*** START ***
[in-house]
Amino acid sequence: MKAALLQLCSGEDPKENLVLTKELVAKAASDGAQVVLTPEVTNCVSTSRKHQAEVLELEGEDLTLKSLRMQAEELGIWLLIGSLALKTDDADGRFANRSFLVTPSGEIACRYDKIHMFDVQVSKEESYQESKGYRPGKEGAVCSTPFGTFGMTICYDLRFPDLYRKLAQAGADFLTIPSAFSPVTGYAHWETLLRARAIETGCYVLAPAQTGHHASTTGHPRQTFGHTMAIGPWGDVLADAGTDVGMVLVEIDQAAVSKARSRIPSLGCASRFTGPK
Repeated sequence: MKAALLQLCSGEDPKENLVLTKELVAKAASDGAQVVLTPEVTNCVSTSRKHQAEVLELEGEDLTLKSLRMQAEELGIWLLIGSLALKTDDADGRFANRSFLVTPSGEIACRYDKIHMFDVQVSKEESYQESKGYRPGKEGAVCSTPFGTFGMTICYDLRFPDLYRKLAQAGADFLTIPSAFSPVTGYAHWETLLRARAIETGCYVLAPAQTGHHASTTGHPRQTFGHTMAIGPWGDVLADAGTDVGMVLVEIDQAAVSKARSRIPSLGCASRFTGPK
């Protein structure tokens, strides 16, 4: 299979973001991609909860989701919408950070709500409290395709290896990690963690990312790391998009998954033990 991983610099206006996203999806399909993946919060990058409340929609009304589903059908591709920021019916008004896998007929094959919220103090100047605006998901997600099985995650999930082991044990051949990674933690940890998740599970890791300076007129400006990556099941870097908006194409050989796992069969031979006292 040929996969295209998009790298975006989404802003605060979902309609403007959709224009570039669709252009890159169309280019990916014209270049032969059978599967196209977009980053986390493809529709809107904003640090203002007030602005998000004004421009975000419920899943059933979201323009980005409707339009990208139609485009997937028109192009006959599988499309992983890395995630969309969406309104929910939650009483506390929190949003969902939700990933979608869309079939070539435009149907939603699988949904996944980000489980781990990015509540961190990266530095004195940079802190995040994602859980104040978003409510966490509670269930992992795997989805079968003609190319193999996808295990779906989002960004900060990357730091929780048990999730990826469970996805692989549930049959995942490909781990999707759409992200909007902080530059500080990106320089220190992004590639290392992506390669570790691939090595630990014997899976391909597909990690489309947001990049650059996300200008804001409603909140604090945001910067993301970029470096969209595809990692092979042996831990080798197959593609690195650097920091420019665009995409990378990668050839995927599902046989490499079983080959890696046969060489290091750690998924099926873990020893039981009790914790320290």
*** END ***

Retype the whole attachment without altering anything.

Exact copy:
[in-house]
Amino acid sequence: MKAALLQLCSGEDPKENLVLTKELVAKAASDGAQVVLTPEVTNCVSTSRKHQAEVLELEGEDLTLKSLRMQAEELGIWLLIGSLALKTDDADGRFANRSFLVTPSGEIACRYDKIHMFDVQVSKEESYQESKGYRPGKEGAVCSTPFGTFGMTICYDLRFPDLYRKLAQAGADFLTIPSAFSPVTGYAHWETLLRARAIETGCYVLAPAQTGHHASTTGHPRQTFGHTMAIGPWGDVLADAGTDVGMVLVEIDQAAVSKARSRIPSLGCASRFTGPK
Repeated sequence: MKAALLQLCSGEDPKENLVLTKELVAKAASDGAQVVLTPEVTNCVSTSRKHQAEVLELEGEDLTLKSLRMQAEELGIWLLIGSLALKTDDADGRFANRSFLVTPSGEIACRYDKIHMFDVQVSKEESYQESKGYRPGKEGAVCSTPFGTFGMTICYDLRFPDLYRKLAQAGADFLTIPSAFSPVTGYAHWETLLRARAIETGCYVLAPAQTGHHASTTGHPRQTFGHTMAIGPWGDVLADAGTDVGMVLVEIDQAAVSKARSRIPSLGCASRFTGPK
């Protein structure tokens, strides 16, 4: 299979973001991609909860989701919408950070709500409290395709290896990690963690990312790391998009998954033990 991983610099206006996203999806399909993946919060990058409340929609009304589903059908591709920021019916008004896998007929094959919220103090100047605006998901997600099985995650999930082991044990051949990674933690940890998740599970890791300076007129400006990556099941870097908006194409050989796992069969031979006292 040929996969295209998009790298975006989404802003605060979902309609403007959709224009570039669709252009890159169309280019990916014209270049032969059978599967196209977009980053986390493809529709809107904003640090203002007030602005998000004004421009975000419920899943059933979201323009980005409707339009990208139609485009997937028109192009006959599988499309992983890395995630969309969406309104929910939650009483506390929190949003969902939700990933979608869309079939070539435009149907939603699988949904996944980000489980781990990015509540961190990266530095004195940079802190995040994602859980104040978003409510966490509670269930992992795997989805079968003609190319193999996808295990779906989002960004900060990357730091929780048990999730990826469970996805692989549930049959995942490909781990999707759409992200909007902080530059500080990106320089220190992004590639290392992506390669570790691939090595630990014997899976391909597909990690489309947001990049650059996300200008804001409603909140604090945001910067993301970029470096969209595809990692092979042996831990080798197959593609690195650097920091420019665009995409990378990668050839995927599902046989490499079983080959890696046969060489290091750690998924099926873990020893039981009790914790320290």